Pragmatism beyond the locker room

What began as a private chat between a group of teenagers, somehow roped in the entire nation. In the era of cyber-romance, where people find love, friendships and everything in between based on a few swipes and likes, such instances are unavoidable. The only way to correct it is by understanding where the fault truly lies. Sharing a piece of personal exchange to the public, even as a joke, is not acceptable; and talking about raping someone is not acceptable at all.

But it’s questionable if they even know what the consequences of such conversations are and what consent is. Did anyone teach them? Do the online media specify consent before anything? We need to acknowledge that these young minds have seldom been taught sex education in school, apart from one chapter or life science maybe, as it is such a hush-hush topic.

The author is mental health therapist/counsellor. Views expressed are personal.

Their parents never talked to them about sexual consent as they felt awkward. So, the only platform which can teach them about this activity is the glorified World Wide Web, the content on it and the knowledge that the peers gained (again through it). Did we teach them to respect women, take consent and talk about the opposite sex with dignity? We didn’t as it was always a taboo.

Young children need to be sensitised towards issues of importance. We have to stop teaching our boys that they are the strongest, can get away with things easily and be rowdy. Seeds of a misogynistic mindset that prevail in the society should not be allowed to be sown in their minds. We should introduce them to the concept of respect and consent.

And we also need to educate our girls that they need to stand up for themselves, but at the same time respect other genders and themselves. Nobody can force you to send explicit content until you want to do so and take its responsibility. We have the power to say no and walk out. In this world of digital footprints, where everything is available, girls and boys need to be educated about their safety. We don’t talk to our children about consensual sex, consequences of intimacy, sexual wellness and cyber safety, among others.

And it’s not always girls who become victims — sometimes boys too fall prey. We’ve witnessed how in today’s world girls don’t refrain from using the same language, they don’t refrain from intimidating regarding the same heinous gestures. They need to be taught that just because they are girls, saying awful things about girls or boys is no less a crime.

Children need to be taught young the sheer importance of their own free will that their safety is their right; it’s their choice and most importantly they always have someone to talk to. Children who fall victim to such incidents/ cybercrimes live with a heart full of anguish, a brain full of fear and negative thoughts. These kids have to be introduced to an environment where emotional outbreaks and well-being are an acceptable character regardless of gender.

They don’t need trips to the courtroom or police station, that’s only going to increase the hate they have and might eventually make them offenders. They need counselling where they can express and grow out of the darkness in their heads and minds. Discussion about sex, physical intimacy, mutual respect and consent should be initiated without any hesitation.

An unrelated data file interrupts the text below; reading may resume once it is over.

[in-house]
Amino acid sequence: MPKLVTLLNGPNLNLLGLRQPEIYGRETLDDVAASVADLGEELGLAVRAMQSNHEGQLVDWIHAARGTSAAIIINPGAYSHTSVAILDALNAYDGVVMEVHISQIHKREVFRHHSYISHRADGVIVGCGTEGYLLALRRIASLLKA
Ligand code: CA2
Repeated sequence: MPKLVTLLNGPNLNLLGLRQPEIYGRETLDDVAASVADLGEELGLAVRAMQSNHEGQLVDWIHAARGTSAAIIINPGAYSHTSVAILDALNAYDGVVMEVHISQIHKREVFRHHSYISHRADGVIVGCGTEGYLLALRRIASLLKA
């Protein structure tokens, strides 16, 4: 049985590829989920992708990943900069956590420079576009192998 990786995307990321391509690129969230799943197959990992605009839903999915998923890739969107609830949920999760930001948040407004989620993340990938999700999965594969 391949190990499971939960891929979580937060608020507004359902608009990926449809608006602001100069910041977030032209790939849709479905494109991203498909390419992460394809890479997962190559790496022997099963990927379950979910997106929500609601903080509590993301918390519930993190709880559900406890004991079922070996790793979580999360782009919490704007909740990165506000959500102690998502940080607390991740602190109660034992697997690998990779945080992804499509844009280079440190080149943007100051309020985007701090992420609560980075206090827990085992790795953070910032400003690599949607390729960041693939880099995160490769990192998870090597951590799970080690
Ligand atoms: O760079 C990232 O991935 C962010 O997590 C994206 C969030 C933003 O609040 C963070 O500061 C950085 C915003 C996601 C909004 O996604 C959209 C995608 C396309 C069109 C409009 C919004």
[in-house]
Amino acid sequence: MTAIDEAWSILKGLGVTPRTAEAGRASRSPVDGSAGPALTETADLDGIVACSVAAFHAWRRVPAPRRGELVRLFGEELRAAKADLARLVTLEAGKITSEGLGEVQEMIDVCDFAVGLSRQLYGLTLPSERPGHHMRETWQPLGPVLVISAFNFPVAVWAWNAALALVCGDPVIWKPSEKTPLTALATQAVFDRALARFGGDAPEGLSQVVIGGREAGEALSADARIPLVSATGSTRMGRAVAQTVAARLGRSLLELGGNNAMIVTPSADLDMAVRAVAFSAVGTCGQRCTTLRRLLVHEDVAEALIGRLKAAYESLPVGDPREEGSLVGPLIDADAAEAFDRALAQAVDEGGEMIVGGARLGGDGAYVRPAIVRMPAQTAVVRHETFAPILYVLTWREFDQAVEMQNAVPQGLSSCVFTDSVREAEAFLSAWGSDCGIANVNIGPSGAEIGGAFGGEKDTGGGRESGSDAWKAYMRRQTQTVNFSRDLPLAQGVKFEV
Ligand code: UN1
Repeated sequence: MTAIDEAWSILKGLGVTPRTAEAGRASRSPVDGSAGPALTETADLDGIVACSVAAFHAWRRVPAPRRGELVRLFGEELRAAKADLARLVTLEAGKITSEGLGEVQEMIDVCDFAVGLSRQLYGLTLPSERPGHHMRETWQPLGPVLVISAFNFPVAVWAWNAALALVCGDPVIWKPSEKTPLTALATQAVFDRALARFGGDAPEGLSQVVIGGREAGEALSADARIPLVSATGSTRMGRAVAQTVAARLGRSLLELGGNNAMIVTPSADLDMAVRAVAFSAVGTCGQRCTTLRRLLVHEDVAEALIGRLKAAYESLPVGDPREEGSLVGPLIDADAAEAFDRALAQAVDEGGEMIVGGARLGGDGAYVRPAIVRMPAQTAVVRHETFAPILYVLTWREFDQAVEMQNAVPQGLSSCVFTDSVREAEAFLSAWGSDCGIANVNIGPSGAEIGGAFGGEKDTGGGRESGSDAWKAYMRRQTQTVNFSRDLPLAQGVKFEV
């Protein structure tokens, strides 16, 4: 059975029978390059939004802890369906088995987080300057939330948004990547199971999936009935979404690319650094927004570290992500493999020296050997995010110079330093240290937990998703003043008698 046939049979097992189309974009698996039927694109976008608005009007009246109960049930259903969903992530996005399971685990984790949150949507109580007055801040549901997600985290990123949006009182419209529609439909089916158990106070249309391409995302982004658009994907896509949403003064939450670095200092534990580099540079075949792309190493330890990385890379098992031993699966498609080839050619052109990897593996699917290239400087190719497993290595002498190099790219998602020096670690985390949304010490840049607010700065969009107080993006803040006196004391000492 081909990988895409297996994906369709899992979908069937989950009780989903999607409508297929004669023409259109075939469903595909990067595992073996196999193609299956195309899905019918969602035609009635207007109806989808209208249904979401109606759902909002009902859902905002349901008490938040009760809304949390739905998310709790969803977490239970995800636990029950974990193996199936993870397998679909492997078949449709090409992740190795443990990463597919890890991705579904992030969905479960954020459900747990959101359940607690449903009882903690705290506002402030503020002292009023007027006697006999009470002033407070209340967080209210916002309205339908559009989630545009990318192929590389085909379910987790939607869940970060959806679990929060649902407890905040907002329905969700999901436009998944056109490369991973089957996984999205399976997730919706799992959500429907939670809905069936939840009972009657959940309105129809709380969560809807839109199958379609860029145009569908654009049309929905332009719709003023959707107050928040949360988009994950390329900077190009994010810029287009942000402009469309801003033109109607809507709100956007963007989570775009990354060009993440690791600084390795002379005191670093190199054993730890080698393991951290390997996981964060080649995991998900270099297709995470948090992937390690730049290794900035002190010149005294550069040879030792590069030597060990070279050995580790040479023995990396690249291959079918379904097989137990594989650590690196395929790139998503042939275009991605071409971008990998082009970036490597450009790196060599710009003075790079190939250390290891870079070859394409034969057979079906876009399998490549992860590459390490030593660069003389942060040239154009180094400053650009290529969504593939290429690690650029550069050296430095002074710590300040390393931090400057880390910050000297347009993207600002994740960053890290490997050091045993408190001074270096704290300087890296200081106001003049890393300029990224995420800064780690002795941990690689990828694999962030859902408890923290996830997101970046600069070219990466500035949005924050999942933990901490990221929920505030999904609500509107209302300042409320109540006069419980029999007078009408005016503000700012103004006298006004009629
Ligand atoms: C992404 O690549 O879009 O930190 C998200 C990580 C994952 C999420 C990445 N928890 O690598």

This will protect children against misinformation that they might gather. Attraction and desires are natural but we have to emphasise safe boundaries. Sometimes schools and parents can’t have an effective and efficient discussion regarding the same, thus consulting a mental health counsellor is the best option as each mind is different and they have the expertise to tackle it with care.

Talking to a mental health counsellor helps restore their confidence and self-belief. We also have a major responsibility towards introspecting our family relation as the child is never going to learn gender equality and respect if he witnesses the contrary in the household. We, the parents, teachers and all of us, need to understand that we have the delicate strands of our babies’ mind. We inculcate the concept of right and wrong and the solution lies with us.

The recent case of a boy who in an isolated incident was blamed by a girl for molestation and without any proof or investigation the social media defined him as an offender. It had such a deep and disastrous impact that it took him no longer than eight hours to end his life. That boy, guilty or not, has been devoid of an entire life ahead just because there wasn’t anyone that had talked to him before or even at the time of unfavourable circumstances.

This wouldn’t have had been the case had he received proper counselling. It’s never too late to realise our responsibility and play our part in making this society safer and better. Today it’s someone you may not know but tomorrow it can be someone precious to you. Consulting a mental health counsellor can be beneficial for paving the way in these difficult times. The amount of thoughts and insecurities we possess in our heads is the key culprit and letting it go with professional help is a ray of light in the darkness. Self-love and self-worth, which are complete within themselves, need to be taught.

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